Finally Masaru spoke. “We are building another facility off an island in the Hiroshima Prefecture.”

I know this island: Ōkunoshima.

“Our mission will be to manage a poison production factory that will create mustard gas for the Imperial Army. Ōkunoshima was chosen for its secrecy, its isolation, and its distance from Tokyo. The island has already been removed from maps,” Masaru took another swig.

Most scientists would see any expansion of their work as a success, a great honor. Instead I took the flask from Masaru and swallowed a pair of mouthfuls. The sweet bourbon coated and burned my throat on the way down. I lit a cigarette.

Earlier that month I had conducted a vivisection on a young Chinese soldier, Log 897. I had removed his stomach while the subject was still alive. I had connected his esophagus directly to his intestines to observe how such a modification would affect the behavior of a man’s digestive track, and to time how long he could survive. Not long, it turned out. Within minutes Log 897 had expired.

Your work is a great honor for Japan. I imagined Masaru telling me in order to reassure me, to keep me invested in the business of Unit 731.

We remained quiet for another hour, finishing the flask and with it an entire pack of cigarettes. Eventually we heard a soft trickle of water from upstream and alerted ourselves for a possible attack, relaxing only when we saw our boats returning.

Masaru slid quietly from his seat in the jeep and approached the shore. The captain stood at the bow of the lead boat and with a long stride, he stepped onto the shore. “Mission accomplished, Colonel.”

Masaru grinned. “Good, good work! Join us in the jeep. We will debrief you on the ride back.”

The captain was straightforward and precise in his reporting. The metal canisters had been filled with a powder heavily laced with cholera, which had been dropped into wells and water mains around the Russian base. The rats had been released as planned and the captain described how they scurried into the base, a nearby village, into tents and alleys and buildings. These rats carried fleas infested with a potent form of the plague.

“And the chocolate. Tell me about the chocolate!” An excited Masaru could not contain his joy. The case of anthrax-laced chocolate bars had been his idea.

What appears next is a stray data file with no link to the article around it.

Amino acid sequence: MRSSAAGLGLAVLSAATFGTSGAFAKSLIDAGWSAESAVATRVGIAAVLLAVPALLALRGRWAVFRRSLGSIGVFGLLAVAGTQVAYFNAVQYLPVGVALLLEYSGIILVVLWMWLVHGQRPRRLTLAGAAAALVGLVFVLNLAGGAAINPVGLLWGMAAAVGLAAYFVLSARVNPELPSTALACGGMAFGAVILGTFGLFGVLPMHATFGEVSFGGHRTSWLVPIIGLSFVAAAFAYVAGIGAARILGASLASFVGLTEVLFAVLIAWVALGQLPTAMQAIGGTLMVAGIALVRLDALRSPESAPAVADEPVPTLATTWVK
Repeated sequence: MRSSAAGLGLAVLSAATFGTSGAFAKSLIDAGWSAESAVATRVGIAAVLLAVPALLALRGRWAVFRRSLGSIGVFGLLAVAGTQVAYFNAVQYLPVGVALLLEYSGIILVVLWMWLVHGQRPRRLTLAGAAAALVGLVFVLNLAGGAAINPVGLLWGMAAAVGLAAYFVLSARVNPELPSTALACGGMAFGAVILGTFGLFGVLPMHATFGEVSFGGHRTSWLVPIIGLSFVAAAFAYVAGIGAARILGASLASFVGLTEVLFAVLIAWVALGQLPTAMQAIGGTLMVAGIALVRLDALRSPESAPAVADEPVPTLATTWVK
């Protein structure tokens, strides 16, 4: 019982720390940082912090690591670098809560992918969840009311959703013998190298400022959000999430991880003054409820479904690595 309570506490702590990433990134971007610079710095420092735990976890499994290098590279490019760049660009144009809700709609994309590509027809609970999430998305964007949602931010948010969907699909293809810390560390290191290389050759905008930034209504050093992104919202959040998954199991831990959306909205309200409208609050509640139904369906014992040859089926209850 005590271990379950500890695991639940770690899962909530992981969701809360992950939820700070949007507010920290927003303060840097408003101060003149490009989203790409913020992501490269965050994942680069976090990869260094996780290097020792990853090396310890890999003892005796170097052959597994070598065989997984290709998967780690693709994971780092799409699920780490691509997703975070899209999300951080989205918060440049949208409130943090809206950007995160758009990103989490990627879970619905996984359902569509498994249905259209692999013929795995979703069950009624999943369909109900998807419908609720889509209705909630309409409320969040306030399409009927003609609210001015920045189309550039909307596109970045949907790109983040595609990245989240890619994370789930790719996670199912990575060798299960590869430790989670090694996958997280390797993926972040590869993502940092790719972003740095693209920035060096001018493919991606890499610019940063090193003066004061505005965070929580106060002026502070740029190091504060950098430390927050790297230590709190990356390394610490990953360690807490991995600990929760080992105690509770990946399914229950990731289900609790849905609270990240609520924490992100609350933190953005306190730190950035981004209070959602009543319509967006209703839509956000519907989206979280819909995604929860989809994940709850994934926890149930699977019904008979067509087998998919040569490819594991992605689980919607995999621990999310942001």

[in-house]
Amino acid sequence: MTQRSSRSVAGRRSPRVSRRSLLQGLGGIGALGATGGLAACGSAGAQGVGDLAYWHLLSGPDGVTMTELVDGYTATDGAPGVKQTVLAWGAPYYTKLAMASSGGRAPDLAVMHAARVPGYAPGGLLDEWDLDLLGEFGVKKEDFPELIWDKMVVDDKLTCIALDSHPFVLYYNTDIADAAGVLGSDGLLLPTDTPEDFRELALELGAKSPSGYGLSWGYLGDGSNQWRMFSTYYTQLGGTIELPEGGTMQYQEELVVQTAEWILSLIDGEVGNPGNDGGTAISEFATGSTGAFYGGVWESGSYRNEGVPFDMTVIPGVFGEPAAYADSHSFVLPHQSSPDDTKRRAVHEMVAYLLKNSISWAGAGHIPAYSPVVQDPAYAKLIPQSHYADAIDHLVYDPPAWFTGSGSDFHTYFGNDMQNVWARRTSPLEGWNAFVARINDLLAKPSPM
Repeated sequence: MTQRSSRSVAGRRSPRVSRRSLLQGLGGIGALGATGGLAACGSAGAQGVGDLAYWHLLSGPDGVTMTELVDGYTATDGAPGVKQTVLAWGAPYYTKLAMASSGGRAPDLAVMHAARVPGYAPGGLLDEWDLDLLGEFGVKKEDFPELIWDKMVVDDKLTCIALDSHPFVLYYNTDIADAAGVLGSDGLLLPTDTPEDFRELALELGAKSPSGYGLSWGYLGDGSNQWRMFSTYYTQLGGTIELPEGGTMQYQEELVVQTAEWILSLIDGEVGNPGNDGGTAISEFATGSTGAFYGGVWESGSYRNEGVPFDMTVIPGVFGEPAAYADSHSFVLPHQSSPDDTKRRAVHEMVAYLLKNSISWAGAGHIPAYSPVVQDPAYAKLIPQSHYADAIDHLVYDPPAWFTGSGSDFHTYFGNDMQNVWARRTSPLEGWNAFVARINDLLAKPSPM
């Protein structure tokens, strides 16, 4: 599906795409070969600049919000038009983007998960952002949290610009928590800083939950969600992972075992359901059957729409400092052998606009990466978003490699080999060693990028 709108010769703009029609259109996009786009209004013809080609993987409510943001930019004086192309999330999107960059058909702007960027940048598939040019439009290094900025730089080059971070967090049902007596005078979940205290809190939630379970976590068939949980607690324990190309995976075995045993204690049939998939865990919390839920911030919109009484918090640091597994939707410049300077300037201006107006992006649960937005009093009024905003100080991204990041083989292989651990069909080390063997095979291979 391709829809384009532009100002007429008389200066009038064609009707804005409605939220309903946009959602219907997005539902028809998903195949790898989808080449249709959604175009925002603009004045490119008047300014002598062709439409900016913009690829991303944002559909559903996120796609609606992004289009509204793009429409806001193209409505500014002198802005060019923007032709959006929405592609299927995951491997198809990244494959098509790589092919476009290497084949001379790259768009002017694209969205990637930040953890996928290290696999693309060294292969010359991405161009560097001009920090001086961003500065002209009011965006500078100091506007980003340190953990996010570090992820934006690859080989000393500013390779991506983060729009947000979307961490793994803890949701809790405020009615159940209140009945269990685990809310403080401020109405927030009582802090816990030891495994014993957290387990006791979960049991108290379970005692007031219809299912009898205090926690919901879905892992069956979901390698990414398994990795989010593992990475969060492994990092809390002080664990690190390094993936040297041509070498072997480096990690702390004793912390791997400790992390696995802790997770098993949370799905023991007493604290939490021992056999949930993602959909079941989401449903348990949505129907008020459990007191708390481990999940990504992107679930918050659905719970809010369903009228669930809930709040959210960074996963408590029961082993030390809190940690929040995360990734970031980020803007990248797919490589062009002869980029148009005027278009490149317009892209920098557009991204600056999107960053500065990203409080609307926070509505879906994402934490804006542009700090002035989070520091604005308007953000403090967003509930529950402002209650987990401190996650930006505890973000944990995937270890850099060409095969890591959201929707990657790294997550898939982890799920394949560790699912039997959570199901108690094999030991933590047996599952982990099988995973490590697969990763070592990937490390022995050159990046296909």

“We left it on a Russian railcar that was loaded with cargo. It will find its way into the supply line, Colonel. And hopefully into the mouths of hundreds of Russian soldiers.”

Masaru threw his head back and cackled. His bourbon-flavored breath infected the evening air. I had never seen Masaru so delighted.

Mark McGinty‘s work has appeared in Maybourne Magazine, Montage Magazine, Cigar City Magazine and Germ Warfare. His novel The Cigar Maker won a Bronze Medal at the 2011 Independent Publisher Book Awards and was named Finalist at both the ForeWord Magazine Book of the Year Awards and the 2011 National Indie Excellence Awards.


Seventh Avenue Productions Announces Release of “Kmart Shoes” by Lance Ward

August 17, 2012

“Obviously, I didn’t kill myself” – Lance Ward

Now available for pre-order for $9.99. Click here to order and be one of the first to receive a copy!!

This is the true story of Lance Ward’s journey in and out of high school and his fights against abusive and uncaring family members, school yard bullies, and his own sense of self-worth. With his family in poverty, Lance grew up on sardine sandwiches and cabbage soup. He wore $8 shoes and tolerated hostile classmates and the nickname Kmart Shoes. On some days, Ward battled drug addiction and felony charges, on others he just needed to find a place to sleep in his own home. A con man screwed up his life, Ward’s mother kicked him out, his father didn’t want him, and the military wouldn’t take him. Only one thing kept him going – he could draw. Now, years later, Lance looks back and tells us his story in raw, honest detail. An in-your-face story of struggle and survival that is heart-breaking, comical, sad and triumphant.

$9.99 ….33% off the cover price!! Click here to order

“There’s a fantastic rawness to both his storytelling and drawing…Ward had a resiliency to him that allowed him to fight back against his tormentors and carve out an identity for himself…a bold, unadorned, and powerful autobiographical voice.”

-The Comics Journal

Lance Ward is a national editorial cartoonist for Crowded Comics.com and the author of KLONKO, One Day in 1978 and Stovetop (Creator’s Edge Press). His cartoons have appeared in The Pulse magazine, The Cedar magazine and City Pages. In 2011, he was featured artist for the “Just Add Ink” art show at Altered Esthetics Art Gallery.

Kmart Shoes will be released October 6th, 2012 by Seventh Avenue Productions.

6 x 9, 156 pages, black and white, soft cover

ISBN: 978-0-9838854-4-3

$14.95 US

1. Lance grew up with “Jim” as a father figure.

2. New Year’s Eve 1986 was a pivotal moment in Lance’s life. Obviously, he didn’t kill himself.

3. Lance was lucky to meet lots of very helpful people…


Home to Nagasaki – Chapter 4

August 2, 2012

Ping Fan, China

1939